Homelessness is often the result of a long series of mishaps and misfortunes; M. D. Carter, author of The Little Green Wagon: A Book of Journeys, chose homelessness as a way of encountering the verities of life.
Struggling with addiction in his early twenties, alienated and alone, Carter thought of suicide as his only solution. In an intoxicated state he attempted to end his life by carbon monoxide poisoning; when that proved slow and unpleasant, he slashed his wrists and drove his car into a guardrail. He woke up, he recalls, wracked with pain, frustration and regret.
After problems with the law, Carter met two charming and equally dissolute male companions with whom he began to wander – south for the winter, staying a few days or weeks in one place, moving on, cadging funds for the onward journey in whatever way possible. Along highways, through woods, across America they journeyed. At one point, seeking a place to camp, a young girl in the doorway of a rundown house in the backwoods vowed to shoot them if they came any closer; later, that young woman, Amy, became the author’s wife.
Traveling with Amy, Carter’s inclination towards footloose rambling gradually crystallized into a lifestyle, then a sincerely held credo. As the couple roamed, they assayed many of America’s famous trails – the Appalachian, the Santa Fé, the Natchez Trace – savoring the cultures of its great cities. He worked as a dishwasher, she as a waitress, most often in Waffle House diners where they might be hired with few questions asked.
They also loped along unmapped back roads, anywhere their sense of adventure led them, occasionally with ostensible purpose, to visit a relative perhaps, but just as likely, simply to be there. Having no children, they “adopted” dogs. And always they helped homeless people more needy than themselves. These stories give the book a great sense of adventure, as well as a window into Carter’s charity. The book not only acts as a memoir about his experiences, but something of a manifesto about a way of life.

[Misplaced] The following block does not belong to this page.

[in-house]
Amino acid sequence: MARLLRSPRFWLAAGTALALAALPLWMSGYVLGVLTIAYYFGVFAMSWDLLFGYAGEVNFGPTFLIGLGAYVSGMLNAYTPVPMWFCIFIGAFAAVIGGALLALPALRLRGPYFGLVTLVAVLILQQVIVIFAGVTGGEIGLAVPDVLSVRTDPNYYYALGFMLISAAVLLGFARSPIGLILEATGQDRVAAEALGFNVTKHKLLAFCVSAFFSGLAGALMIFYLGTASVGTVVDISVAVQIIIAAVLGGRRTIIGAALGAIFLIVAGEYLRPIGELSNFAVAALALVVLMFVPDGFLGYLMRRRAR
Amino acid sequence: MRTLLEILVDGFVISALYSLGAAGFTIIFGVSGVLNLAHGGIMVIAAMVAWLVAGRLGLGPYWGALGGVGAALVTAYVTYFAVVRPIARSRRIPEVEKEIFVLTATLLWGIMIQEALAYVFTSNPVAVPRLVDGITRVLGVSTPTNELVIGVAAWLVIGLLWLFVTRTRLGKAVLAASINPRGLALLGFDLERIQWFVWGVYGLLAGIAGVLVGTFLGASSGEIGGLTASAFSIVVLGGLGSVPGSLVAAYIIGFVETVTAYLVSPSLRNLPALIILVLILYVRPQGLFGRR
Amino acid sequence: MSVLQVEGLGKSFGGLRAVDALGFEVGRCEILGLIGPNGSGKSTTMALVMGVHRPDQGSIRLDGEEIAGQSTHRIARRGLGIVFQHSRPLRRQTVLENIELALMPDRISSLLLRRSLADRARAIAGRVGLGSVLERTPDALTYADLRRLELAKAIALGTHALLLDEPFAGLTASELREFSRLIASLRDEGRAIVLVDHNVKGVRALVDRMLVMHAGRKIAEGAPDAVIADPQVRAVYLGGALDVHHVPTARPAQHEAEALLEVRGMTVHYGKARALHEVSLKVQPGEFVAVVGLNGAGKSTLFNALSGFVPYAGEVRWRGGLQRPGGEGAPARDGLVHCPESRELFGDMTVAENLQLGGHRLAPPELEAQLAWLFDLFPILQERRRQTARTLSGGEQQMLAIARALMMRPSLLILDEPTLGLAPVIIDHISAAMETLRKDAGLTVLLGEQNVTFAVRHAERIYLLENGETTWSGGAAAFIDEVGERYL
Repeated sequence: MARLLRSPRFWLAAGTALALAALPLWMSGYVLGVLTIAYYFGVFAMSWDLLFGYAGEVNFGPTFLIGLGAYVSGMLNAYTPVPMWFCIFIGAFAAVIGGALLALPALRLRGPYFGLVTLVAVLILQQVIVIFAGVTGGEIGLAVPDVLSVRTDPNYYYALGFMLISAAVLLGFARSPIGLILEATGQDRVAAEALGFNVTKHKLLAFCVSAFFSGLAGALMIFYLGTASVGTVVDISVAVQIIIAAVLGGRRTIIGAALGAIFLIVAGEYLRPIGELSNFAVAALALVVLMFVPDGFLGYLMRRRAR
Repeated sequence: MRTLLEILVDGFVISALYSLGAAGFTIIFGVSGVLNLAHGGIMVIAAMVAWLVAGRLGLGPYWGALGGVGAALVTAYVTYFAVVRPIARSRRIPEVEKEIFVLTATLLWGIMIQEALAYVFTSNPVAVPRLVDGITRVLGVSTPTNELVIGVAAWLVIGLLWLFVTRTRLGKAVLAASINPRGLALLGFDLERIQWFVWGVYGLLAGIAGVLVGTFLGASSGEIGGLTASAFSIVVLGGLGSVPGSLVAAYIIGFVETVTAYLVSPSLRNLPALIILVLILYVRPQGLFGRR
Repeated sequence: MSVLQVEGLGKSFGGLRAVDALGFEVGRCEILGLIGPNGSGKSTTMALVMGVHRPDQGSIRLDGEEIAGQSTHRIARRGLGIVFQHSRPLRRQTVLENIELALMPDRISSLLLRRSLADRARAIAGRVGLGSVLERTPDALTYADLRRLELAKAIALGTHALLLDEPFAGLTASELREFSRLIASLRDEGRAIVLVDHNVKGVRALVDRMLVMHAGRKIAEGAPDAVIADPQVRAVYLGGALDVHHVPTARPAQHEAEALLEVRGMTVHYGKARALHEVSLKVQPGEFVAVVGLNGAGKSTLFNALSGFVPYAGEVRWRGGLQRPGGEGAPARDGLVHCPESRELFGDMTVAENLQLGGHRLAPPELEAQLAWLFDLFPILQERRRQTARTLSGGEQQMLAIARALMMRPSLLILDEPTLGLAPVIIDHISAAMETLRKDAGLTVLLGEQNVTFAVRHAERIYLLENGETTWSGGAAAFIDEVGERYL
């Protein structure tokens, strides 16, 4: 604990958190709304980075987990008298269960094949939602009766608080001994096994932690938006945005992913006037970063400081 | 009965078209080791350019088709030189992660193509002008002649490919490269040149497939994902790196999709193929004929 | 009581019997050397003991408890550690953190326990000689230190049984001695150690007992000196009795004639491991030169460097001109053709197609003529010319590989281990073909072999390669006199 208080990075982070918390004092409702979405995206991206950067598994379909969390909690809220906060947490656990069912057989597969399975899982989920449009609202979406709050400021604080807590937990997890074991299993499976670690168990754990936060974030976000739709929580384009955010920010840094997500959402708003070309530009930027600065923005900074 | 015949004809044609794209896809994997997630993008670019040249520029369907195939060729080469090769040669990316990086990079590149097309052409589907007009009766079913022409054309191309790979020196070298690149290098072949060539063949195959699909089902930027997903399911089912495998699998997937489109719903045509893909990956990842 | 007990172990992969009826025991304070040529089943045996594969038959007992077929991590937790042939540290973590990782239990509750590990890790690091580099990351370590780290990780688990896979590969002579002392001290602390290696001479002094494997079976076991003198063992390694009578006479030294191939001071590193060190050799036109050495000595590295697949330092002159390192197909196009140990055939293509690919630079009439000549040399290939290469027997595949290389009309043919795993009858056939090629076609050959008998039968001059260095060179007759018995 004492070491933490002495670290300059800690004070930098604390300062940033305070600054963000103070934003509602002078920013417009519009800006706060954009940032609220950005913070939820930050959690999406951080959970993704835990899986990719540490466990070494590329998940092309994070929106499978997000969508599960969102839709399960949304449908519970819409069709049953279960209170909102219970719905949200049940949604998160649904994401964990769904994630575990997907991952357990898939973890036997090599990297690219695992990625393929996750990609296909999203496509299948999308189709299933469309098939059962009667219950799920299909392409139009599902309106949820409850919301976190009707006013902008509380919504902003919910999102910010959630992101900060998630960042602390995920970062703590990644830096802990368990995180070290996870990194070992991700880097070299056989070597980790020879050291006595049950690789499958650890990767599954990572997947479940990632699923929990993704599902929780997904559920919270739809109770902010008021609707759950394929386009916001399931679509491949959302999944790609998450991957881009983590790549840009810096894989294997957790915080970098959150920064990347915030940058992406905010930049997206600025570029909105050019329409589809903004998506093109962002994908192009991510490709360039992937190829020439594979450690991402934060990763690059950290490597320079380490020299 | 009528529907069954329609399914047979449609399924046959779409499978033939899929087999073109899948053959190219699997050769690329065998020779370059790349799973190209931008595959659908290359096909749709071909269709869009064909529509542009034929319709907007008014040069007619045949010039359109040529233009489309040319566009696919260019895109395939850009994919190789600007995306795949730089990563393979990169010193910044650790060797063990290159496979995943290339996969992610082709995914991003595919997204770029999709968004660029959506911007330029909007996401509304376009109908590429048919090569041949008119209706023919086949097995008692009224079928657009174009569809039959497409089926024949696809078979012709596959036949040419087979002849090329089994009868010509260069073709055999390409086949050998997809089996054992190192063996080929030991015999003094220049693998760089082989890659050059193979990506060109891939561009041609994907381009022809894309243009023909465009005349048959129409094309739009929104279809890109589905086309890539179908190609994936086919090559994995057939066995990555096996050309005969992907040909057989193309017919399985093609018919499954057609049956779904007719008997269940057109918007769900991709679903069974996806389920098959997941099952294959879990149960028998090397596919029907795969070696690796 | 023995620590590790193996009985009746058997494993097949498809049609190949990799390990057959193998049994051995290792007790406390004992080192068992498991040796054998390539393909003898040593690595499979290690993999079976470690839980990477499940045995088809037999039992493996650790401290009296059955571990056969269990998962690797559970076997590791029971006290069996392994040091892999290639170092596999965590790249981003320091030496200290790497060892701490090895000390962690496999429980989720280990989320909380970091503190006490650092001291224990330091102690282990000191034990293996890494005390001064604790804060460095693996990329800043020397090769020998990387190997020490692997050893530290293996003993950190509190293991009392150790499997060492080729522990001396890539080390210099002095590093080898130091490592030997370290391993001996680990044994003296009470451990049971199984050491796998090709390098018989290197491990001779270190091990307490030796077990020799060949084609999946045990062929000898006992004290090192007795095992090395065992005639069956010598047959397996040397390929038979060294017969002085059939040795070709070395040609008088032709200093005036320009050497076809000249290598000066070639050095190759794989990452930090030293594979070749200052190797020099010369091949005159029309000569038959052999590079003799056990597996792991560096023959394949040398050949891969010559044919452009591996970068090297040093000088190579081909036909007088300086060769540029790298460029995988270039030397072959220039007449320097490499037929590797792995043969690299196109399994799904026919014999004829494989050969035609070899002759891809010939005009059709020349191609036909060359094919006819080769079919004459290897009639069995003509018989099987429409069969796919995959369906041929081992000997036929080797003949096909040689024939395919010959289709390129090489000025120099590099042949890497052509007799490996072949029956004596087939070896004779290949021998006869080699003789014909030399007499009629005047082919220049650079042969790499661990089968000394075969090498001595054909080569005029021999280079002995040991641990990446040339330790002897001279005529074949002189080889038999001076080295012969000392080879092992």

Carter, an autodidact who studied Greek philosophy and Christian religion as he traveled, has devised a moral code that includes assisting other downtrodden folk and judging local church and aid groups by what help they are willing to offer. The help he and Amy needed could include a ride, a bit of cash, temporary accommodation or employment. Though many held back, there were plenty of ordinary people who helped unasked, spontaneously. Core to Carter’s story is how he was looked upon by strangers, which is sometimes dispiriting, but just as often uplifting.
The tales Carter tells are entertaining, if sometimes distressing. He eschews chronology; a certain “beat” zeitgeist hovers over his vivid stream-of-consciousness style. At times his stance regarding his chosen, Thoreau-like isolation seems combative and needlessly scornful of those who may not sympathize absolutely with his position. He’s truly walked the walk, however, so his passion for his lifestyle comes with great authority, and will be of special value for those looking towards a more vagabond existence, and what that might entail.
For those readers who couldn’t conceive of undertaking this way of life, Carter’s stories are illuminating and well-told. Cumulatively, The Little Green Wagon is a thought-provoking read that sheds an important light on homelessness in America. Carter challenges common assumptions about homelessness, invoking a plea to common charity and openness, which is a vital message for any reader to absorb.
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